Vietnam Story at Last

  • Posted on Sep 24, 2017

Here's this morning's (Sun. 9-24) column on Ken Burns's documentary 'The Vietnam War" which deserves serious attention and discussion.  Our national trauma from that horror of a war continues, and the truths contained in this film may help move us toward reconciliation.   That was Burns and Novick's purpose in making it.  

Over the years I’ve taught three Vietnam War films— “Platoon,” “Full Metal Jacket,” and “Apocalypse Now.”  All led to energetic classroom discussions about the purpose and meaning of that terrible war.   

Yet those films, and many others I’ve viewed, were missing aspects that needed telling.   I’ve been waiting decades for a film that would get closer to the complete story. That story had to include the North Vietnamese’s version, and a clear-eyed look at America’s involvment from the beginning. In other words, ignored facts.   

That film arrived on PBS last Sunday night.  

“The Vietnam War,” Ken Burns/Lynn Novick’s 18-hour documentary is available free on PBS’ website and in segments on Iowa Public Television during the last two weeks of September.  It was my generation’s defining event, and deserves respect and discussion.   

I watched the first four episodes last week and can’t stop thinking and feeling about them.  Like any great film, it affects you in the head, heart, and gut, often all at once. 

For the head, there’s information that few Americans knew, and certainly none really wanted to know:  Ho Chi Minh, far from being an enemy, began his political career trying to free his country from all external powers, especially the French.  He believed our American Declaration of Independence and Constitution got it right.  

He tried to tell both Presidents FDR and Truman, that all he wanted was independence, but got nowhere.  The U.S. supported the French, who occupied Indochina as part of their colonial empire.  Ho Chi Minh was far more a believer in his own country’s autonomy than in Russian or Chinese Communism.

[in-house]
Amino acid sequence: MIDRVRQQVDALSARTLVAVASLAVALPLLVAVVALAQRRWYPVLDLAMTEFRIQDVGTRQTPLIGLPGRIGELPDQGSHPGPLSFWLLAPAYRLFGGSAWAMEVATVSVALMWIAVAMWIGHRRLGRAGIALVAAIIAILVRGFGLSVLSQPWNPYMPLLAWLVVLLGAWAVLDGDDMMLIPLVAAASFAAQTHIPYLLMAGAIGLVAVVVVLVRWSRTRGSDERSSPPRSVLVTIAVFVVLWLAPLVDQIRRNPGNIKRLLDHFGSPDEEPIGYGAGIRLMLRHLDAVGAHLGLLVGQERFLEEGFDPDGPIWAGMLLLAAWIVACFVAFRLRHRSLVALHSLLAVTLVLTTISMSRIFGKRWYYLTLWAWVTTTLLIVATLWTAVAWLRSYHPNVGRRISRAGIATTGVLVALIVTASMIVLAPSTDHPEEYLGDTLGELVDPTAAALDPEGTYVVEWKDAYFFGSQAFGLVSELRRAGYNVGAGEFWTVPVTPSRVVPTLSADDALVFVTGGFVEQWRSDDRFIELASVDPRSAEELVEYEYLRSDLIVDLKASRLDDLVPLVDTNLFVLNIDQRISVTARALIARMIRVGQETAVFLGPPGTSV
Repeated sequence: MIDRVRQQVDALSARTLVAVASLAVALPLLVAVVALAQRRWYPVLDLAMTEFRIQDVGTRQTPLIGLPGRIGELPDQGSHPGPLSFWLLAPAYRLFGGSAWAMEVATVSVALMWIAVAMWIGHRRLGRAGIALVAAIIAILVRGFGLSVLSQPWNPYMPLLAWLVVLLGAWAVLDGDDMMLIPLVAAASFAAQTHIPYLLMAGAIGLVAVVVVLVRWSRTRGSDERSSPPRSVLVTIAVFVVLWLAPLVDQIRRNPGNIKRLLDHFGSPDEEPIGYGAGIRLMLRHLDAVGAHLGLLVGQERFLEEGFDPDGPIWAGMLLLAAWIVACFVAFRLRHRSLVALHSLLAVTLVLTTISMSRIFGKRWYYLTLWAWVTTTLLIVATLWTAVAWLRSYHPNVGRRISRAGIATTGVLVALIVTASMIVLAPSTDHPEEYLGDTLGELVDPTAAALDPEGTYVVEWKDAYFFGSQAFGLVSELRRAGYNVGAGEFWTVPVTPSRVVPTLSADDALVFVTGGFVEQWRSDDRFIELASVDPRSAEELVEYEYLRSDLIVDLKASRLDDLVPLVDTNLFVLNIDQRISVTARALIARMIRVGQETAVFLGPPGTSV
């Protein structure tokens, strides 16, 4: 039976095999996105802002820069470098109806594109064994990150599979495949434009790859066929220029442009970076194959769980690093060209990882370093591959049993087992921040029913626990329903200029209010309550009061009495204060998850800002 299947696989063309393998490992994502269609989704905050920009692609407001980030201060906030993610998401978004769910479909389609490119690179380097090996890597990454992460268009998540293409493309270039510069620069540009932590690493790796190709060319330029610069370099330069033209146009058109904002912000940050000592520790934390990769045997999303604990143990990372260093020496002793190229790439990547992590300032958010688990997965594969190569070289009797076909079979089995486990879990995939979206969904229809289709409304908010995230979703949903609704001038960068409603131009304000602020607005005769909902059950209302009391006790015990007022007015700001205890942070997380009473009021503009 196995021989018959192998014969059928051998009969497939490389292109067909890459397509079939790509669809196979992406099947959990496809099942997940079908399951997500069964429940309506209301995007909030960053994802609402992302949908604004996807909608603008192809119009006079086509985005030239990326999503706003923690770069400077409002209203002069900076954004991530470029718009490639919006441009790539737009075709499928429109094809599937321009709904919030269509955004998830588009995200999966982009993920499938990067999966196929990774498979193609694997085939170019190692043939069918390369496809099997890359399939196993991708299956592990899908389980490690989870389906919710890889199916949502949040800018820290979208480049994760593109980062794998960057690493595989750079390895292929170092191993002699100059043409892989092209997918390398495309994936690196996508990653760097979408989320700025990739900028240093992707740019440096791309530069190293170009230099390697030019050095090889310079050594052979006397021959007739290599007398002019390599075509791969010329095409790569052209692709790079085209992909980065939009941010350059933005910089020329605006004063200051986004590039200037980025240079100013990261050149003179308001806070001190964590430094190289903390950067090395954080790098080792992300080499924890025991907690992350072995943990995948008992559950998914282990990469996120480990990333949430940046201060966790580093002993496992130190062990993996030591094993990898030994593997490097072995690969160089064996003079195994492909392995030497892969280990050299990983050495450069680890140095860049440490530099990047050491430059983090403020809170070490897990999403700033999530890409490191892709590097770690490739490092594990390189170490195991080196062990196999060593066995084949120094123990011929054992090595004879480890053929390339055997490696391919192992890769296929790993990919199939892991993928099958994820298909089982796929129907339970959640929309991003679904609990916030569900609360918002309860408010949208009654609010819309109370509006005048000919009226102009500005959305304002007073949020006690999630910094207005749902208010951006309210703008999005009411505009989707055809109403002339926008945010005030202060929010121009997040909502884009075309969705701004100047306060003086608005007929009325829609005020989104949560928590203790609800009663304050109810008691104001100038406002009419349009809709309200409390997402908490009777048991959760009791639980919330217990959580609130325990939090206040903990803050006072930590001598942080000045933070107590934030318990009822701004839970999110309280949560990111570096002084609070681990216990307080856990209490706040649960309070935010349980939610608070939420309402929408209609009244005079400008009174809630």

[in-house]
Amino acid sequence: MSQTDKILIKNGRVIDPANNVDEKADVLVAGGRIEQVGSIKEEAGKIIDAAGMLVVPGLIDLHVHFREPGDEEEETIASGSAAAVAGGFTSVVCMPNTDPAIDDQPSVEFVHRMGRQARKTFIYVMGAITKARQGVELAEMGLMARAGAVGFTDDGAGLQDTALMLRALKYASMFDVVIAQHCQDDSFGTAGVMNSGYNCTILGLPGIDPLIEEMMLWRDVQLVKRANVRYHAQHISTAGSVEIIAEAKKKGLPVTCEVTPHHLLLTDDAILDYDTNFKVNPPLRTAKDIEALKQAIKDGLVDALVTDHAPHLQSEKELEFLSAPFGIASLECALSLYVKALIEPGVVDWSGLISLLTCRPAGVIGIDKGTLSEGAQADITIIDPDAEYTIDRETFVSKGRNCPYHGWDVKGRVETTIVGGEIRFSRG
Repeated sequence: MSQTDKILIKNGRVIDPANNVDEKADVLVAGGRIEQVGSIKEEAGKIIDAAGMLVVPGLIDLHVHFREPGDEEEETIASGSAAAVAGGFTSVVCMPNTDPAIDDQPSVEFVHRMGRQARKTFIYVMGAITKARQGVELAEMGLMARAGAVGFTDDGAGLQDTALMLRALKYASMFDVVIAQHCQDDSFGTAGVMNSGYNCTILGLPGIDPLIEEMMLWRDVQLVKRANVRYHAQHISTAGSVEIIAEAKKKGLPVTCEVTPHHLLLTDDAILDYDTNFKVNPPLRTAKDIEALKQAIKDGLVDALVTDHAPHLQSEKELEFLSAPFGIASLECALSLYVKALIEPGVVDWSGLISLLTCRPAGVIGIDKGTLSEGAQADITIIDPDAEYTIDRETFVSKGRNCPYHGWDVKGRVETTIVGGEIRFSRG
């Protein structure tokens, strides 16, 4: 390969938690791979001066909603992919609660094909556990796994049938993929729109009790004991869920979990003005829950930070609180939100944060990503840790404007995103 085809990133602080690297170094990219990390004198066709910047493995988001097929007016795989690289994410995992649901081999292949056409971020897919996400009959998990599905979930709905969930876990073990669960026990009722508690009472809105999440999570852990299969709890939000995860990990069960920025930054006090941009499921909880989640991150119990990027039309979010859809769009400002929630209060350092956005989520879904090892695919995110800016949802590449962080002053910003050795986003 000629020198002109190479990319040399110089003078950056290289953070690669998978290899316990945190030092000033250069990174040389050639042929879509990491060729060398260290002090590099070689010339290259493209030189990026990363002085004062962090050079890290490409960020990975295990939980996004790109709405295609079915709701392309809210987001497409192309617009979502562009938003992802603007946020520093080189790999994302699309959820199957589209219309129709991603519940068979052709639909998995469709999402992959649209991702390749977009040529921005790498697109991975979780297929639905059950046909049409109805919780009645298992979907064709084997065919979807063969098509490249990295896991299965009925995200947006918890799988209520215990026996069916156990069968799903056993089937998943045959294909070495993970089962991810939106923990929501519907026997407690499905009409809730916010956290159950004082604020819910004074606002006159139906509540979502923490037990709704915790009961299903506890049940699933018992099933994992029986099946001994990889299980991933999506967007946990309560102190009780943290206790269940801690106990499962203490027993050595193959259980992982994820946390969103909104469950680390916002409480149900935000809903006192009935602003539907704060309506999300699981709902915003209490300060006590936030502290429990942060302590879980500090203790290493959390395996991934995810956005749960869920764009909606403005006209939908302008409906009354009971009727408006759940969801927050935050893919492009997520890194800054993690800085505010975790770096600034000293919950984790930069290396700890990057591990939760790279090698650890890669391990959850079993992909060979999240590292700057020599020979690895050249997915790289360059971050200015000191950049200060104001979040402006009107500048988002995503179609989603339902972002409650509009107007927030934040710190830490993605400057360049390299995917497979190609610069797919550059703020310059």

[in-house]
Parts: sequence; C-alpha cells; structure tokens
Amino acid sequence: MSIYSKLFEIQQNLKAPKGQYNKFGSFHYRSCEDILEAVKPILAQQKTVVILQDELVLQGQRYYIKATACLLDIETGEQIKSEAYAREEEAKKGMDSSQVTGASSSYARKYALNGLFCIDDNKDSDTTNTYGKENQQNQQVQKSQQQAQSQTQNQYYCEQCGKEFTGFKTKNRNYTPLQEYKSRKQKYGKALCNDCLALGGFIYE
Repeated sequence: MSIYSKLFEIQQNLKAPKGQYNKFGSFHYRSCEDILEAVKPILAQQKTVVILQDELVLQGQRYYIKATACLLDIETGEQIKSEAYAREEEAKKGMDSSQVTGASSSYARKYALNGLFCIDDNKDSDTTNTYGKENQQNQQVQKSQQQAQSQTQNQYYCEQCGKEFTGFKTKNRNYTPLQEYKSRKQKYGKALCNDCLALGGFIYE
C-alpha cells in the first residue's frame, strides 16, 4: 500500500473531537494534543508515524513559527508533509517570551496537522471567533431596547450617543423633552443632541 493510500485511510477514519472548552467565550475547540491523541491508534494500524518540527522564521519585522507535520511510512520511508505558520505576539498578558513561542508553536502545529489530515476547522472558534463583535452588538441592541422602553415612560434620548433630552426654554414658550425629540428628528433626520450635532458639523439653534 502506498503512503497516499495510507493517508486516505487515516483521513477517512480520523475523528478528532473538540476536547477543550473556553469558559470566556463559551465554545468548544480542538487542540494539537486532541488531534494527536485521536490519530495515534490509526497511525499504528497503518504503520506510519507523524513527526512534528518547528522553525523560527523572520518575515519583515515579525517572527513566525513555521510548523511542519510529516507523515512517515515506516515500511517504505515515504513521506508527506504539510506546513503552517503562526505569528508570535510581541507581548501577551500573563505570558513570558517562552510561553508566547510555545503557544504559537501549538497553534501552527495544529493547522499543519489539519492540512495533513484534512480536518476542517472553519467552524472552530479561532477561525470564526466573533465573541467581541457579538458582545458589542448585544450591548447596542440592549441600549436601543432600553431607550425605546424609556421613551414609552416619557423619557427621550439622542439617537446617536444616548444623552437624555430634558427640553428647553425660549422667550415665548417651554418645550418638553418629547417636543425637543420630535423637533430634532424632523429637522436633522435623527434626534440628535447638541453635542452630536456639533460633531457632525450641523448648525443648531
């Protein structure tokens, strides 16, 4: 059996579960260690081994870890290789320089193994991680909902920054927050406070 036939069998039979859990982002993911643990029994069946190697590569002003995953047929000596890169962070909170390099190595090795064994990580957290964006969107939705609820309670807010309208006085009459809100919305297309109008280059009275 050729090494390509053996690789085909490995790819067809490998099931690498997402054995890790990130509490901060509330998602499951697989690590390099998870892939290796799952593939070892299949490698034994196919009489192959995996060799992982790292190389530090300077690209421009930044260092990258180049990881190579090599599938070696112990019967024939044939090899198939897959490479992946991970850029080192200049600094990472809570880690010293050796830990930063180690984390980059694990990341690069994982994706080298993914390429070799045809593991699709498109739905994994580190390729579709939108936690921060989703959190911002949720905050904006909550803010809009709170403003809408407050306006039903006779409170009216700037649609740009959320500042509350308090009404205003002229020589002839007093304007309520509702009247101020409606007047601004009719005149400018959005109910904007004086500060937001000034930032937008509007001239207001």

Even more disturbing, we were lied to from the beginning, beginning with the “Tonkin Gulf Resolution,” which justified retaliation when we had been the attackers.  I had read about that phony attack in 1968 and realized then that we couldn’t trust our government.   

Both President Johnson and Defense Secretary McNamara knew we couldn’t “win” as early as 1965. As LBJ tells Defense Secretary McNamara, “There’s no light at the end of that tunnel.”  Yet they knowingly went on to escalate our involvement, sending thousands more U.S. Troops to fight in what was essentially a civil war.  That knowledge hits the gut.  

No wonder citizens were protesting, loudly and en masse, during that whole conflict.  Had our soldiers left Vietnam when leaders knew we couldn’t win, we would have been spared a decade of slaughter and destruction that haunts us still.  

Throughout the documentary, because our war destroyed so many lives on both sides,  individual stories get told in sharp detail. Young Denton Crocker’s story gets told throughout the third and fourth episodes, and left me choked up, thanks to current interviews with his still-traumatized mother and sister.  Denton’s story stands for thousands of other young men who left broken-hearted families. 

Ken Burns hopes “The Vietnam War” will start a national conversation about that awful war. Our leadership went horribly awry, and we need to admit that openly.   
Reconciliation must begin with truth.  

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